In 2008, Ishikawa again attended spring training for the Giants and again began the season in the minors. On August 13, he was called up by the Giants to replace a slumping John Bowker as the Giants' starting first baseman, a position Ishikawa held for most of the remainder of the season. Ishikawa hit his first major league home run on August 17 at Turner Field, a two run shot off Charlie Morton to right field in a 3–1 victory over the Atlanta Braves. He set a career high by having three hits on September 12 and 14 against the San Diego Padres. In 33 games (95 at-bats) with the Giants, Ishikawa batted .274 with 12 runs, 26 hits, six doubles, three home runs, and 15 RBI.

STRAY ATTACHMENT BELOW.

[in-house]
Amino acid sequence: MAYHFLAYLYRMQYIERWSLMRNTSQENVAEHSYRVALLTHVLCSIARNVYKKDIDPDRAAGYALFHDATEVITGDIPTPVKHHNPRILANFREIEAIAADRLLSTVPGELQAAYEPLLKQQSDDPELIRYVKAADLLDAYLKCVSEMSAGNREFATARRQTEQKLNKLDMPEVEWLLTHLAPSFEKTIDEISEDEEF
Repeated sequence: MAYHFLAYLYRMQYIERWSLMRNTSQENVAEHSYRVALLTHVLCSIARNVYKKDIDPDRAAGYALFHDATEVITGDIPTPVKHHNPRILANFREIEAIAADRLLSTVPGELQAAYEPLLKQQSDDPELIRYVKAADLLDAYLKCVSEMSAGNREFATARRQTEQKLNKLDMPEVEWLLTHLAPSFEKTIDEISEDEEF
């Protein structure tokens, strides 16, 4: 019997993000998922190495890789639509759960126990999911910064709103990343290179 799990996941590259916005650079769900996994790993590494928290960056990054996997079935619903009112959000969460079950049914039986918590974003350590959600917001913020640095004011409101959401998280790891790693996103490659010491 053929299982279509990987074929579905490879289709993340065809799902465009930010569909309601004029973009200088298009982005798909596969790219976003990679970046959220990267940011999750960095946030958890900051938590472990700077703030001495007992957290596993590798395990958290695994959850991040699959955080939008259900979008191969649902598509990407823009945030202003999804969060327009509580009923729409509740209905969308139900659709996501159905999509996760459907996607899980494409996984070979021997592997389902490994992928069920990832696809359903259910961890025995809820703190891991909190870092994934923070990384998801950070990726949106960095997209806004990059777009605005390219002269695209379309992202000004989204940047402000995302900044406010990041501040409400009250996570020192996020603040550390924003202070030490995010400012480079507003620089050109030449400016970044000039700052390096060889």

Ishikawa retained the position of starting first baseman in 2009. In the first game of the season, Ishikawa had two hits, including a three-RBI triple in the first inning against Milwaukee Brewers' starting pitcher Jeff Suppan as the Giants won 10–6. From May 25 through July 11, Ishikawa had his best stretch of the year, batting .326 while hitting seven home runs and driving in 17 runs. He set a career high with four hits on May 25 and hit his first home run of the year, a three-run shot against Buddy Carlyle, in an 8–2 victory over Atlanta. On July 3, he hit a ball that was originally ruled a double against Felipe Paulino, but the umpires changed it to a three-run home run after watching the replay as the Giants won 13–0 over the Houston Astros. Ishikawa and Juan Uribe hit the Giants' first set of back-to-back home runs in 2009 against Josh Geer on July 9 in a 9–3 victory over the Padres. Through July 26, he batted .269 with seven home runs and 30 RBI. On July 27, the Giants traded for Ryan Garko from the Cleveland Indians, intending for him to replace Ishikawa at first base and provide more offense than Ishikawa had. However, Garko struggled to produce offensively, and at the end of August Ishikawa began making most of the starts at first for the rest of the year. On August 25, he snapped a 2–2 tie with a game-winning three-run eighth-inning home run against Jon Rauch as the Giants defeated Arizona 5–4. In 120 games (326 at-bats), Ishikawa batted .261 with 49 runs scored, 85 hits, 10 doubles, nine home runs, and 39 RBI. His batting average at AT&T Park was fifth in the National League (NL) for home stadiums at .349, but he batted .162 in away games. Defensively, his .996 fielding percentage was third in the NL behind Adam LaRoche's .999 and Todd Helton's .998.